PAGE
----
You are here
Home > Uncategorized > Crossrail delayed until 2022 and needs extra £450m

Crossrail delayed until 2022 and needs extra £450m


London’s Crossrail project has been delayed until the first half of 2022, and may need £450m extra to complete, its board has said.

The delivery of the Elizabeth Line is now in its complex final stages and being completed at a time of great uncertainty due to the risks and potential impacts of further COVID-19 outbreaks.

The Crossrail board’s latest update expects the central section between Paddington and Abbey Wood will be ready to open “in the first half of 2022”. As work on the railway progresses, this date could be brought forward subject to progress during the intensive operational testing phase.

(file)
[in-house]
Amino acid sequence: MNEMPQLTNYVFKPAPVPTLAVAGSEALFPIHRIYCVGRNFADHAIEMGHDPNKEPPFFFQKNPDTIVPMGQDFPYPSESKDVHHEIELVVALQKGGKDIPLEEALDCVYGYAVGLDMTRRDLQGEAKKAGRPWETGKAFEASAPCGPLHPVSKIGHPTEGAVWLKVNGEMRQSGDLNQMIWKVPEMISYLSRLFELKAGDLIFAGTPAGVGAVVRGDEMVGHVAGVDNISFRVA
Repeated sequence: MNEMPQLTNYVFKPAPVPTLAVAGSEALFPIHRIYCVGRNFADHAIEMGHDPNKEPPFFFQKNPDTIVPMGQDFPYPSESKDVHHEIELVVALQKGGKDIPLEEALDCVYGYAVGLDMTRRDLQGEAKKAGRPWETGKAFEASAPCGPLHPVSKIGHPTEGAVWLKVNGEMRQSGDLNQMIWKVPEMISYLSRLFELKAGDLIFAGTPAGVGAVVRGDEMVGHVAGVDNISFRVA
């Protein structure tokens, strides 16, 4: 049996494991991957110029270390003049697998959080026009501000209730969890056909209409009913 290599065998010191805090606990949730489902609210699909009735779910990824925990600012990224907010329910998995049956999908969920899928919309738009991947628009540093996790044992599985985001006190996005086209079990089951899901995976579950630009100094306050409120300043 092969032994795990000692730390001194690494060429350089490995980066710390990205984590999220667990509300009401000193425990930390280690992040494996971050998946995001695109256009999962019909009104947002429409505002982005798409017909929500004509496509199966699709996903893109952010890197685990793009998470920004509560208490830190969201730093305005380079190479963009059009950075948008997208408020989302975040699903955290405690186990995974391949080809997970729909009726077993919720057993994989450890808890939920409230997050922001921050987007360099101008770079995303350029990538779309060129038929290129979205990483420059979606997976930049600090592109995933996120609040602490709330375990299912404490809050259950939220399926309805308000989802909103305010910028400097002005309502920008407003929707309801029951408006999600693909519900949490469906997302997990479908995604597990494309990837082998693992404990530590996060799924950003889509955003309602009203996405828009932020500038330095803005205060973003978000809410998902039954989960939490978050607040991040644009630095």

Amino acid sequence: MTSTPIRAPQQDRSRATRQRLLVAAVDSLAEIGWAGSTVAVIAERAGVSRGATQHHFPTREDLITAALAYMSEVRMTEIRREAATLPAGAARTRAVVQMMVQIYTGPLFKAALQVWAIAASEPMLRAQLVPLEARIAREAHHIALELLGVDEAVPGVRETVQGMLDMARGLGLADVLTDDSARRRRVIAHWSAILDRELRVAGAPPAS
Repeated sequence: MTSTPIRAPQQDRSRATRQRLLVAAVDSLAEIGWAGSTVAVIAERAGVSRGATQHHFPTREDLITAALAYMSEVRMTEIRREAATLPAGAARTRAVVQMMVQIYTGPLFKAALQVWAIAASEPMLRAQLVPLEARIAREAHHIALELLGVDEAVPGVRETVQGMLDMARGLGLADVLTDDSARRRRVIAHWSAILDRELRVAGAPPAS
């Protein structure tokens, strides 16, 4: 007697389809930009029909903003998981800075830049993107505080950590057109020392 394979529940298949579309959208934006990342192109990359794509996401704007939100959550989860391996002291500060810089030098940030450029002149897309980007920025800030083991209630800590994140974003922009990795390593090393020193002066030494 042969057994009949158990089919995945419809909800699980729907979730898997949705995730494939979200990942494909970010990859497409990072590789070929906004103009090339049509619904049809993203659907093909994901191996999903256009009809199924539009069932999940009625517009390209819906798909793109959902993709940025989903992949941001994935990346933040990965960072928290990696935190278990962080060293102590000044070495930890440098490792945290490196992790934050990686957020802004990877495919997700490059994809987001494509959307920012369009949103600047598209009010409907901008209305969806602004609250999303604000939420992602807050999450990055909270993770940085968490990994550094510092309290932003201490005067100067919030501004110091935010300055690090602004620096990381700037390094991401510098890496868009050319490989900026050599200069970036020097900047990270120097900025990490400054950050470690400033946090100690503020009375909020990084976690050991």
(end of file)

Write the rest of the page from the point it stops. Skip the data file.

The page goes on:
The new information comes over six months after outgoing commissioner of Transport for London, Mike Brown, expected Crossrail to open in autumn 2021.

The latest cost estimate shows the completion of the Crossrail project could be up to £1.1bn above the financial package agreed in December 2018, £450m more than upper end of the range announced in November 2019.

Crossrail is planning to start intensive operational testing, known as Trial Running, at the earliest opportunity in 2021. From the start of Trial Running it will then take a period of time to fully test the Elizabeth line before it can open for passenger service. This includes a final phase known as Trial Operations involving people being invited onto trains and stations to test real-time service scenarios to ensure the readiness of the railway.